In the next legislative term, EU policymakers will be called upon to tackle the risk factors of osteoporosis, a skeletal disorder which has never earned enough attention and is expected to take epidemic proportions in the decades to come, writes Andrea Giustina.
Professor Andrea Giustina is the chair of Endocrinology at San Raffaele Vita-Salute University in Milan and president-elect of the European Society of Endocrinology (ESE).
In a time of a rapidly ageing EU population and continuously tighter healthcare budgets, osteoporosis is becoming an ever more imminent problem of our society. If the EU and its individual member states do not take more measures to tackle the problem at hand, the incidence of osteoporosis is expected to take epidemic proportions.
Osteoporosis is a systemic skeletal disorder characterized by decreased bone mass associated with increased fracture risk. Lifting, bending, bumping into furniture and even sneezing can cause a bone to break in people affected by osteoporosis.
Of particular concern are spinal and hip fractures. Spinal fractures can result in serious consequences, including loss of height, intense back pain and deformity. A hip fracture often requires surgery and may result in a loss of independence or death.
Unfortunately, these fractures are hard to prevent as the loss of bone occurs silently and progressively. Often there are no symptoms until the first fracture occurs.
There are methods to detect osteoporosis by means of a bone density scan, but due to minor or the complete absence of symptoms or indicators like loss of height or a stooped posture, the majority of people with osteoporosis only see a doctor when it’s already too late. Up to 70% of all spine fractures are for example not detected or are diagnosed late.
Methods to proactively screen for vertebral fractures such as morphometry do exist. They should be widely used to identify patients at high risk of subsequent fractures in order to allow their access to adequate anti-osteoporosis treatment. This would optimise the use of scarce resources.
In addition to improving the diagnosis and treatment of people with osteoporosis, the focus should be on prevention by tackling some of the main risk factors of osteoporosis such as alcohol abuse, smoking, Vitamin D deficiency and low calcium intake.
To tackle the aforementioned risk factors a coordinated effort at the EU and national level is needed. Especially the EU could play a central role through the exchange of best practices and the development of European law and policies encouraging a healthier lifestyle, hereby setting an example for the individual member states.
In the area of alcohol and smoking, numerous efforts, although not always successful, have been made at the EU level mainly focusing on hepatic and respiratory diseases. Unfortunately, less attention has been given to the importance of vitamin D and calcium intake.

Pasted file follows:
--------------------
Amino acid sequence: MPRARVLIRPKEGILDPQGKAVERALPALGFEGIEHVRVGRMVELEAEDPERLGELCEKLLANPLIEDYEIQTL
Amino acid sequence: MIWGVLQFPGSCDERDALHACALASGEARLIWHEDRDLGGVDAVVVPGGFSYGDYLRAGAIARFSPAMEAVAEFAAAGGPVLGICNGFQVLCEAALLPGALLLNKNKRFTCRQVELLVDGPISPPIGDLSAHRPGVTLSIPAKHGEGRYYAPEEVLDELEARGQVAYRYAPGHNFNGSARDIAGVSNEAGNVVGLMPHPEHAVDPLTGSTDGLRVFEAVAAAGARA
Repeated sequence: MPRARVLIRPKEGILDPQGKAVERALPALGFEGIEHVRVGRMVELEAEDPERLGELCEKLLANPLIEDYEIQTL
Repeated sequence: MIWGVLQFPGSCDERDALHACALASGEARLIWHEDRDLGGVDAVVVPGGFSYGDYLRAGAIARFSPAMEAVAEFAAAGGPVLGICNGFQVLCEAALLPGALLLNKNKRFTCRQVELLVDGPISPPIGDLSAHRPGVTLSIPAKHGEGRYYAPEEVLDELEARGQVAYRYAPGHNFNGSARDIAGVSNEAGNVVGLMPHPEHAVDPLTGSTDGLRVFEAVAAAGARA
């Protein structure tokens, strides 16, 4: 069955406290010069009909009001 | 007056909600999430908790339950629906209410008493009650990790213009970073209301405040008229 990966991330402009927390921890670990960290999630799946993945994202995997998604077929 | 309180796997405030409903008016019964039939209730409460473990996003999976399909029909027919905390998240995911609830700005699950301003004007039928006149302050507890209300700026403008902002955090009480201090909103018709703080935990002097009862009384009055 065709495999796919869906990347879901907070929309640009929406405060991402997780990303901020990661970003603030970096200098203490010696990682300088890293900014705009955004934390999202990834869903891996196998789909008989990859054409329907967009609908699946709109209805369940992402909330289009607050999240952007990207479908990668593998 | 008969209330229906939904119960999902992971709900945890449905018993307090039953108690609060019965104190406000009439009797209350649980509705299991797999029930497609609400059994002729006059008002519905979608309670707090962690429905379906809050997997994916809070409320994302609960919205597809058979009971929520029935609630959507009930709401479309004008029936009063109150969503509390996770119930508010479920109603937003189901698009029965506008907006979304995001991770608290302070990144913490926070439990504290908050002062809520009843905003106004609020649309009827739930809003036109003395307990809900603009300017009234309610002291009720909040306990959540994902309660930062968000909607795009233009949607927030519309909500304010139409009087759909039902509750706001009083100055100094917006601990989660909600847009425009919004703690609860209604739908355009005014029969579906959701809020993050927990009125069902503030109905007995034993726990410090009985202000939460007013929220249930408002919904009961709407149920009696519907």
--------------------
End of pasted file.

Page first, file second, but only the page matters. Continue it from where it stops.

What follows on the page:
It is high time European-wide measures were implemented to ensure sufficient intake by every EU citizen of both substances. In addition to the health benefits, there are economic incentives for the EU to become more active in this area.
The EU could play a key role in promoting and coordinating sufficient uptake of Vitamin D and calcium across the EU and beyond.
Together with the industry and the NGO health community, a balanced approach could be developed to ensure a broadly supported process with a high qualitative outcome.
It is unclear why the EU institutions did not give osteoporosis sufficient attention in their political agenda.
It is hard to believe that a potential explanation may be that osteoporosis and other health topics unsuccessfully compete with Trump’s new deal, Brexit and immigration, although the voices of the possible disposal of DG SANTE as a whole may raise some doubts in this regard.
Also, one can hypothesise that since osteoporosis is primarily linked to menopause and ageing it can be considered a “physiological” event: but this is not true since not all women and elderly loose bone to the same extent and only some reach the serious thresholds of osteoporosis.
I also refuse to accept the idea that institutions are not paying enough attention to osteoporosis because it is mainly affecting women.
First of all because is not true, since also many men are affected but most importantly because it is unbelievable that still in the year 2018 such a discriminating view of health may exist.
For sure, a cultural gap is present and hard to overcome and in the end, someone may blame for this the disease itself which remain asymptomatic for many years and for diagnosis and follow-up is in need of instrumental examinations!
While we try to raise awareness of this dramatic and widespread health problem, the number of osteoporotic fractures is on the rise. Every 8 seconds, osteoporosis causes a bone fracture in an EU citizen, more or less the same time it takes for someone to read the following two sentences.
The new European Commission and the European Parliament to be elected next year face the important task of reviving the EU’s efforts in health, and more particularly osteoporosis, as one of the bigger health challenges for the decades to come.
In addition to attributing EU research funds to develop improved diagnosis and treatment methods, the EU has to implement a broad array of public health measures to tackle its risk factors and encourage the education of healthcare professionals and the implementation of screening programmes at the national level.
I wish the EU institutions, and the European Commission in particular, the necessary wisdom in the coming years to set the EU agenda, in a manner that does justice to the importance of osteoporosis and other health topics that are unfortunately being largely neglected.